Foreign Allies Urge Congress for LNG Exports in Letter

Posted on Nov 18, 2016 in Blog

In a letter to Congress, seven ambassadors from Central and Eastern Europe (CEE) to the United States urged lawmakers to expedite the project approval process for liquefied natural gas (LNG) export facilities so that their countries can begin to receive the long-anticipated energy source before the winter months.

The letter, which was signed by ambassadors from the Czech Republic, Hungary, Poland, Slovakia, Estonia, Latvia and Lithuania, specifically pointed to the national security benefits of U.S. LNG exports referencing Europe’s current dependency on Russia. As the letter says:

“These exports result in greater liquidity to the global natural gas market and have the potential to provide diversity of sources, suppliers and routes thus to a greater energy security in our part of Europe, a region for long dominated by an external state-controlled gas supplier, ready to use energy as a political weapon.”

With the ability to transfer LNG from developed terminals in Lithuania and Poland, these countries in the CEE have been hopeful for Congress’ action to rectify the bureaucratic red tape that constricts the current permitting process. But without lawmakers help to establish new deadlines and processes for these applications, Europe may continue to remain in the grasp of Russia for at least another winter.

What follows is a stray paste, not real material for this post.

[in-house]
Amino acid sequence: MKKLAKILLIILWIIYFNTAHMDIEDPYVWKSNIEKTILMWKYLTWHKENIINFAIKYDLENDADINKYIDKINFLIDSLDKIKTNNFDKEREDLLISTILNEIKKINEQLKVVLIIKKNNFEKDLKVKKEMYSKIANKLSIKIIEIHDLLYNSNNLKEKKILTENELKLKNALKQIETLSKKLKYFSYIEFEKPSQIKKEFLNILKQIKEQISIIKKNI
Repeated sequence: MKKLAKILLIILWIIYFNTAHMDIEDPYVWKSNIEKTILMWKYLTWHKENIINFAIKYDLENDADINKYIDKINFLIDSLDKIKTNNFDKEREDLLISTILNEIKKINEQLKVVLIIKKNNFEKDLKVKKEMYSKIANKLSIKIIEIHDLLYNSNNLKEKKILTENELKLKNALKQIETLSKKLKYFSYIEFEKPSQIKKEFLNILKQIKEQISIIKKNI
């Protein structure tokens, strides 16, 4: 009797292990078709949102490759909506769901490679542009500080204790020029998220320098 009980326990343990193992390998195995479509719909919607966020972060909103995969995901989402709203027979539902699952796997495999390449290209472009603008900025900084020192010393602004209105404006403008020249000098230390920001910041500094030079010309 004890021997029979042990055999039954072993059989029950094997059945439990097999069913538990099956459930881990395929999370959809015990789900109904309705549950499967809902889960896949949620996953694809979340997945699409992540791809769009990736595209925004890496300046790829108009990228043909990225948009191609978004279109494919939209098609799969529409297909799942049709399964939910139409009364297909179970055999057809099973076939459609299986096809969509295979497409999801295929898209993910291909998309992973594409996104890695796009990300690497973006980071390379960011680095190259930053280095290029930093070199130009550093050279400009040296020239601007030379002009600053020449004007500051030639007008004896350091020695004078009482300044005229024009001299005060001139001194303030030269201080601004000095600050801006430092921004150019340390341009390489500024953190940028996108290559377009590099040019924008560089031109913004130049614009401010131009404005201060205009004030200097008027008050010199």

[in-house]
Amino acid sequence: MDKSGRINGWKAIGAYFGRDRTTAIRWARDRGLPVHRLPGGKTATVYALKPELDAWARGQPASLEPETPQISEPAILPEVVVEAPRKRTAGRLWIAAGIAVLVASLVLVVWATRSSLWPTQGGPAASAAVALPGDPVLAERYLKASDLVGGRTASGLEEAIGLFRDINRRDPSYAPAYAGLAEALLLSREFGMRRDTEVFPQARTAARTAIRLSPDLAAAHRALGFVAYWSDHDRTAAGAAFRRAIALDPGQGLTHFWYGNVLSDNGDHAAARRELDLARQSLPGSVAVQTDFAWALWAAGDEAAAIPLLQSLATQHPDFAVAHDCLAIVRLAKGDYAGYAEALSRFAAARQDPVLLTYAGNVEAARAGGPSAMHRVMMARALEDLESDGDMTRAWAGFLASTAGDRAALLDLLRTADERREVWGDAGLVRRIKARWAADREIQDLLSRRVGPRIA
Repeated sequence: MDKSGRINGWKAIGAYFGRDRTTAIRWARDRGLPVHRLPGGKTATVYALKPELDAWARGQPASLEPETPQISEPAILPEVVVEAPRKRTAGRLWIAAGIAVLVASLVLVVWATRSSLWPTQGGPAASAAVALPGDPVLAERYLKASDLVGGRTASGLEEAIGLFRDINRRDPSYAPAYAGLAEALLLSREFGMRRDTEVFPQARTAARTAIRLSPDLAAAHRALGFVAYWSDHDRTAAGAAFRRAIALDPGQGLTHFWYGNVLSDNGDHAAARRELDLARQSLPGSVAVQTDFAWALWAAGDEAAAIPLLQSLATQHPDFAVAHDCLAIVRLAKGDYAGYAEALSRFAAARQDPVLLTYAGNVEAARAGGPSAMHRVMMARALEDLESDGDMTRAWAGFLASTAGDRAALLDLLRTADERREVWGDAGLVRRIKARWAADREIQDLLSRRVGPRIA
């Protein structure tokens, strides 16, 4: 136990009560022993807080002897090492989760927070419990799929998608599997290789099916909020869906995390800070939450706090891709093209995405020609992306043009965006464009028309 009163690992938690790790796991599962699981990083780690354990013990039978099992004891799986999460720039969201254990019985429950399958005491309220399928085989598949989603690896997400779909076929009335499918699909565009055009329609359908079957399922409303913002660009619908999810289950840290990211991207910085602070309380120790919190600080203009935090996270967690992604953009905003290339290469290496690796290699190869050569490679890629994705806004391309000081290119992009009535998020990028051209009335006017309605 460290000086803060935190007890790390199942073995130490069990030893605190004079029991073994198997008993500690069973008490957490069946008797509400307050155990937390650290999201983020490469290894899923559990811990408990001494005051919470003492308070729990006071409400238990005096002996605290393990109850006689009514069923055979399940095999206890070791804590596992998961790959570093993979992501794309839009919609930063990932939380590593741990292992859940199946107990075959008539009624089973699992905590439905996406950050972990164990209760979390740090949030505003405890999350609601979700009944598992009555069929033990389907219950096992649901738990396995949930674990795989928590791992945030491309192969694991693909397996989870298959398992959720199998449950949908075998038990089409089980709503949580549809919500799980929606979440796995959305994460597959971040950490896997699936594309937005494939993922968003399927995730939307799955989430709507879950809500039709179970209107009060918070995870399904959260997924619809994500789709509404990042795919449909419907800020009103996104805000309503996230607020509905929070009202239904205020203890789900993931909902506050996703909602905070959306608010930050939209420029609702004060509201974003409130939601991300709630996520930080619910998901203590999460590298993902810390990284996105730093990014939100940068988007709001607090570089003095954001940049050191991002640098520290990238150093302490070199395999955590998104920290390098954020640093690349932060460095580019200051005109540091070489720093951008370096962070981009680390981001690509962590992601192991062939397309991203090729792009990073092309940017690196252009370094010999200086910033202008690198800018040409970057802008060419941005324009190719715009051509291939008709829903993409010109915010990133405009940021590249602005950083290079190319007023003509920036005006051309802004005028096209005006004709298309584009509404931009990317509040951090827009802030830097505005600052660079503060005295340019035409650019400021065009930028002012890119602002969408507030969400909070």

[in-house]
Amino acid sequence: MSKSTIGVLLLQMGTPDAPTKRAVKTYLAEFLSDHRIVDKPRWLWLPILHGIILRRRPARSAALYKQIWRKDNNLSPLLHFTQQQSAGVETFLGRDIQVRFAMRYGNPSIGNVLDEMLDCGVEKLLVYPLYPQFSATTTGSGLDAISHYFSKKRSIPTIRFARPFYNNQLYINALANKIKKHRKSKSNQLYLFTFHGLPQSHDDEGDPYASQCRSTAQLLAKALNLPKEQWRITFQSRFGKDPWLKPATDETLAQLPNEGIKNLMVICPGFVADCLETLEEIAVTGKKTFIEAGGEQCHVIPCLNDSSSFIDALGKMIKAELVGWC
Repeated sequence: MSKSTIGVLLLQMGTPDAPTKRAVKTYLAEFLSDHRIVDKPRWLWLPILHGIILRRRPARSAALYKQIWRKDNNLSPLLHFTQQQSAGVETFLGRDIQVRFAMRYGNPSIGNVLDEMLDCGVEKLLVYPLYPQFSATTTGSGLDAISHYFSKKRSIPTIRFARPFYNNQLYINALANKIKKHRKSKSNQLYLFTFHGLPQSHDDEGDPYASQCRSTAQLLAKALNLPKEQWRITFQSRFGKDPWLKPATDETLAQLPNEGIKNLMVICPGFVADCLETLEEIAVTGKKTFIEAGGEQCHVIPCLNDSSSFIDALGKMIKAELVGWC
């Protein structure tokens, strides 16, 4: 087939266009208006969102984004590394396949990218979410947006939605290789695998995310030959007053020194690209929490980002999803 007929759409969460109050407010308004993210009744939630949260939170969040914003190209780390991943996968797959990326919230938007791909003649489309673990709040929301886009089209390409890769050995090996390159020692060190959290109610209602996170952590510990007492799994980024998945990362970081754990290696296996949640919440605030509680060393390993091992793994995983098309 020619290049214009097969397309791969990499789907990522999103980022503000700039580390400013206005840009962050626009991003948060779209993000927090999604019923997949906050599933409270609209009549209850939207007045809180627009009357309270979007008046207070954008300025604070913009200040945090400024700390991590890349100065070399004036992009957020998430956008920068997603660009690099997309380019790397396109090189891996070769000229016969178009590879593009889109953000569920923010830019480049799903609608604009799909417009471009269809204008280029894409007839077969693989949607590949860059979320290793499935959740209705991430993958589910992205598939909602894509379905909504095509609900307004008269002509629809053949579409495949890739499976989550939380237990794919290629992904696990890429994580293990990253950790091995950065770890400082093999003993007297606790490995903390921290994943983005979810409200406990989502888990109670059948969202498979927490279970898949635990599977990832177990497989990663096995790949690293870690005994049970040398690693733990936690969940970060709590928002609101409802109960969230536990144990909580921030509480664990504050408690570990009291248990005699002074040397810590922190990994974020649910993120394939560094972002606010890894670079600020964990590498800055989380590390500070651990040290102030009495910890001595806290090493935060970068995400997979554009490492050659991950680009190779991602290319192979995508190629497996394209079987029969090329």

At the end of the summer, Congress established an energy conference committee to review energy legislation passed in the House and Senate. Thankfully, language for an expedited LNG application process was included, but without action from Capitol Hill this much-needed Energy Modernization Act will languish during lame duck.

LNG exports would not only benefit our foreign allies, but bring economic growth and job security to communities throughout the United States. It would underline America’s spot as a global energy leader with an all-of-the-above energy strategy that is competitive and forward-thinking. Congress must act during lame duck to ensure that the hard work and dedication put into developing a modern energy policy does not languish at the end of the year.